Trina Ramsey is a career and life coach, specializing in personal transformation and career transition. With 20 years of experience in business and management, Trina is a "people person" and a change agent. Trina started her business, Perspectives Plus Coaching in 2009 after spending 15 years as a nonprofit fundraiser and experience running her own interior decorating business. For more on Trina visit trinaramsey.com. @PerspectivePlus  or https://www.facebook.com/CareerTalkWithCoachTrina

Source: www.trinaramsey.com

How to Turn Your New Year’s Resolution into a Routine

New Year after New Year, millions of people pledge to lose weight, stop smoking, exercise five times a week and eat out less, but have you ever wondered how many of them actually follow through and turn these resolutions into routines?

Unfortunately, the answer is not many. This is because simply making the resolution and wanting to follow through isn’t enough. Here’s why: In order to achieve sustainable health and wellness, you must change your behaviors. And in order to change your behaviors, you must gain awareness and understanding of the different stages of change.

Too often people make lofty goals without a solid understanding of the stages of change, thus setting them up for failure. By understanding each stage, you can prepare yourself for the challenges ahead and recognize them as necessary steps to effecting the change you desire.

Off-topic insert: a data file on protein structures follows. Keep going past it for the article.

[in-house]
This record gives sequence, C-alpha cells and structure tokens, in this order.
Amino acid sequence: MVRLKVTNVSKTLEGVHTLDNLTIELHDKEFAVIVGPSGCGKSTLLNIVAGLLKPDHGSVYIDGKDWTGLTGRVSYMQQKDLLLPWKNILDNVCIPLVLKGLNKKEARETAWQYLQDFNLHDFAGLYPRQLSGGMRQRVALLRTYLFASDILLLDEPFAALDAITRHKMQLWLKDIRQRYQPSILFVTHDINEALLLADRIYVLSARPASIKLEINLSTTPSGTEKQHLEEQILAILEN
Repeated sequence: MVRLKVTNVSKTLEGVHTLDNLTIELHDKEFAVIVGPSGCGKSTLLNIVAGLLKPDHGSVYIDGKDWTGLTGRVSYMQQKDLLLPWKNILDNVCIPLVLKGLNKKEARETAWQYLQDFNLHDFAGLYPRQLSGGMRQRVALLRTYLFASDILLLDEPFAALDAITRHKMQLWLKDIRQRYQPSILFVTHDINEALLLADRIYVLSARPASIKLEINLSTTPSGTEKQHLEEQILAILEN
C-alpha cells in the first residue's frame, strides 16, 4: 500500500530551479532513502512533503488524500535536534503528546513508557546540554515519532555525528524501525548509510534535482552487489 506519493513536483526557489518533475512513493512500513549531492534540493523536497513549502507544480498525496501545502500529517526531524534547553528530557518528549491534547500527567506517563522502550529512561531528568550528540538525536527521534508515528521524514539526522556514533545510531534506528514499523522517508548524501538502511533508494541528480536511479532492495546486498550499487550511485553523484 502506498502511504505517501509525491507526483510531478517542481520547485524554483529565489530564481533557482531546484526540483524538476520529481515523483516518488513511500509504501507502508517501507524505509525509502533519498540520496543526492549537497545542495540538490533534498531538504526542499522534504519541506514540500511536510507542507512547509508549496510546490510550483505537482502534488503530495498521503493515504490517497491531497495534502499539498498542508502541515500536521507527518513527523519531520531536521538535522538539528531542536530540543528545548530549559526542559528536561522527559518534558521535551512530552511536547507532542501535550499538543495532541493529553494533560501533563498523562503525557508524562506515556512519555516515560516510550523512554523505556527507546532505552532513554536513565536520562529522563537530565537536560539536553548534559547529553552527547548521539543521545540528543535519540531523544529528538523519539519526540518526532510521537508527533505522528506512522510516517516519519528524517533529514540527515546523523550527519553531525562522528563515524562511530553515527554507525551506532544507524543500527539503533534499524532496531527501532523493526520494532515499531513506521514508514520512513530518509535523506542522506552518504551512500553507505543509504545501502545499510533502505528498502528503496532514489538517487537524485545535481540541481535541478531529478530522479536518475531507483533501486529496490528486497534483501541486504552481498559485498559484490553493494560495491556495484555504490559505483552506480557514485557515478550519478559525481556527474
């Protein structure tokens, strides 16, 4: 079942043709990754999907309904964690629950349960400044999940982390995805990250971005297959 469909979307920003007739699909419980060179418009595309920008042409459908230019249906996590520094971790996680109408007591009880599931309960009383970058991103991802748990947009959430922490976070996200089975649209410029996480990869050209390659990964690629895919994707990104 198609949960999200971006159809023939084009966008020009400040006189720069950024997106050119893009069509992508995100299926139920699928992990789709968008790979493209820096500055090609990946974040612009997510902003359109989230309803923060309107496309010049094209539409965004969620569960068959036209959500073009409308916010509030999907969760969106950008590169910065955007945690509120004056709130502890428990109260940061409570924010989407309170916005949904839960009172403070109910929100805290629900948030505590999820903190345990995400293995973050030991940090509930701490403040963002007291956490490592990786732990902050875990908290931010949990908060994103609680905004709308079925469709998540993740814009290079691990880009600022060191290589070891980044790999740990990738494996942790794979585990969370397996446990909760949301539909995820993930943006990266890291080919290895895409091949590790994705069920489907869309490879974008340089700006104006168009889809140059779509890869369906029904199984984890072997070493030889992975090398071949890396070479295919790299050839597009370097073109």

The Stages of Change

Stage #1: Pre-Contemplation: In this stage you have no intention of changing within the next six months. You may not be aware that a problem exists, you may be in denial, or you may be unwilling to change. In addition, you may be feeling hopeless in this stage after your last failed attempt to change your behavior.

Stage #2: Contemplation: At this point you have recognized that you desire change, but you alternate between reasons to change and reasons to keep things as they are. For example, you acknowledge that you need to lose weight but you rationalize that exercise will take time away from your kids, and you really don’t want to miss out on them growing up.

Stage #3: Preparation: Once you have realized that the advantages of change outweigh the disadvantages, you make a mental commitment to take action in the near, foreseeable future.

Stage #4: Action: The action stage begins when you have successfully altered your behavior for a minimum of one day and a maximum of six months, and are continuously working toward success.

Stage #5: Maintenance: You have been engaged in your new behavior for more than six months and are evaluating the gains attained during the previous stages. For example, you have been working out for eight months and are noticing that you have more energy, your clothes fit looser and you’re in a better mood.

When thinking about creating change in your life, assess what stage you are currently in and where you want to be. Perhaps you’ve been in the contemplation stage for months now, going back and forth between eating healthier, which requires more work, and keeping things as they are, which is far easier to manage. Assess whether you’re happy in the contemplation stage, or want to move forward in the process.

Wondering the best way to get started? Focus on one change at a time. Write down the change you’d like to make, and identify the trigger and replacement habit. Your trigger is what prompts you to engage in your current habit. For example, stress may trigger your cravings for Oreo cookies and other junk foods. In this case, you need to identify a replacement habit. What could you do, other than eat junk food, when you’re feeling stressed? Maybe you could go for a walk, meditate or practice relaxation techniques. For the next thirty days, focus on your replacement habit when your trigger occurs, and don’t forget to reward yourself for small victories!